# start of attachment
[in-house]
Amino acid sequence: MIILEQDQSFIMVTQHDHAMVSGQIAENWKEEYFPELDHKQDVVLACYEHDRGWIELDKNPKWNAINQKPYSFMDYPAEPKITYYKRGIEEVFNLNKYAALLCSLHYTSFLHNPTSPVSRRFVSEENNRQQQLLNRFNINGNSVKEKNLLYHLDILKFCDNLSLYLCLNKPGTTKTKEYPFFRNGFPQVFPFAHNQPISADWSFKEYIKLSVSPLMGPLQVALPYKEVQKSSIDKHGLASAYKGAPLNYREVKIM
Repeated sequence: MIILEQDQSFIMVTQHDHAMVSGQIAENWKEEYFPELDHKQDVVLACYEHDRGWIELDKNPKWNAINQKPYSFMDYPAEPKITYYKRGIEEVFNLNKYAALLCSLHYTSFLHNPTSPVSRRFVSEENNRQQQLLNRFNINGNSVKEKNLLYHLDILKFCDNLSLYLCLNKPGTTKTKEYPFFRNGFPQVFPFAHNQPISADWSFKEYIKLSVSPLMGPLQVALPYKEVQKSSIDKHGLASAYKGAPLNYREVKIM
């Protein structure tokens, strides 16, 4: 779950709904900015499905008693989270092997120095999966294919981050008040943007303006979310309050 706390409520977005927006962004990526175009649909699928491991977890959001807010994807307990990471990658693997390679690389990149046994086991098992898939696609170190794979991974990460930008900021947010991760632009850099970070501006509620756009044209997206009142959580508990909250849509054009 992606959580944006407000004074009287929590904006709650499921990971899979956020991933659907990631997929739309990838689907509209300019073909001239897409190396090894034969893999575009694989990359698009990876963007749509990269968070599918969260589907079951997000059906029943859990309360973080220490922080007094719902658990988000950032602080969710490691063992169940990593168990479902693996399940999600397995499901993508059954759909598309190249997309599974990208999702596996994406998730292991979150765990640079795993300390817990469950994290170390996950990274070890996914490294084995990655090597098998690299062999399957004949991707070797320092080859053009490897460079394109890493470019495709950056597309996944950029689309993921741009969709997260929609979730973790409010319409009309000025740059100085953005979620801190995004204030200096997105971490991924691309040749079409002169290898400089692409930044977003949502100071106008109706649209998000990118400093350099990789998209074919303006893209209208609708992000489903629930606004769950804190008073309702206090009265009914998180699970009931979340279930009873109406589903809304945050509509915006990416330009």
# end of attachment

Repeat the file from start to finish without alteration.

[in-house]
Amino acid sequence: MIILEQDQSFIMVTQHDHAMVSGQIAENWKEEYFPELDHKQDVVLACYEHDRGWIELDKNPKWNAINQKPYSFMDYPAEPKITYYKRGIEEVFNLNKYAALLCSLHYTSFLHNPTSPVSRRFVSEENNRQQQLLNRFNINGNSVKEKNLLYHLDILKFCDNLSLYLCLNKPGTTKTKEYPFFRNGFPQVFPFAHNQPISADWSFKEYIKLSVSPLMGPLQVALPYKEVQKSSIDKHGLASAYKGAPLNYREVKIM
Repeated sequence: MIILEQDQSFIMVTQHDHAMVSGQIAENWKEEYFPELDHKQDVVLACYEHDRGWIELDKNPKWNAINQKPYSFMDYPAEPKITYYKRGIEEVFNLNKYAALLCSLHYTSFLHNPTSPVSRRFVSEENNRQQQLLNRFNINGNSVKEKNLLYHLDILKFCDNLSLYLCLNKPGTTKTKEYPFFRNGFPQVFPFAHNQPISADWSFKEYIKLSVSPLMGPLQVALPYKEVQKSSIDKHGLASAYKGAPLNYREVKIM
């Protein structure tokens, strides 16, 4: 779950709904900015499905008693989270092997120095999966294919981050008040943007303006979310309050 706390409520977005927006962004990526175009649909699928491991977890959001807010994807307990990471990658693997390679690389990149046994086991098992898939696609170190794979991974990460930008900021947010991760632009850099970070501006509620756009044209997206009142959580508990909250849509054009 992606959580944006407000004074009287929590904006709650499921990971899979956020991933659907990631997929739309990838689907509209300019073909001239897409190396090894034969893999575009694989990359698009990876963007749509990269968070599918969260589907079951997000059906029943859990309360973080220490922080007094719902658990988000950032602080969710490691063992169940990593168990479902693996399940999600397995499901993508059954759909598309190249997309599974990208999702596996994406998730292991979150765990640079795993300390817990469950994290170390996950990274070890996914490294084995990655090597098998690299062999399957004949991707070797320092080859053009490897460079394109890493470019495709950056597309996944950029689309993921741009969709997260929609979730973790409010319409009309000025740059100085953005979620801190995004204030200096997105971490991924691309040749079409002169290898400089692409930044977003949502100071106008109706649209998000990118400093350099990789998209074919303006893209209208609708992000489903629930606004769950804190008073309702206090009265009914998180699970009931979340279930009873109406589903809304945050509509915006990416330009």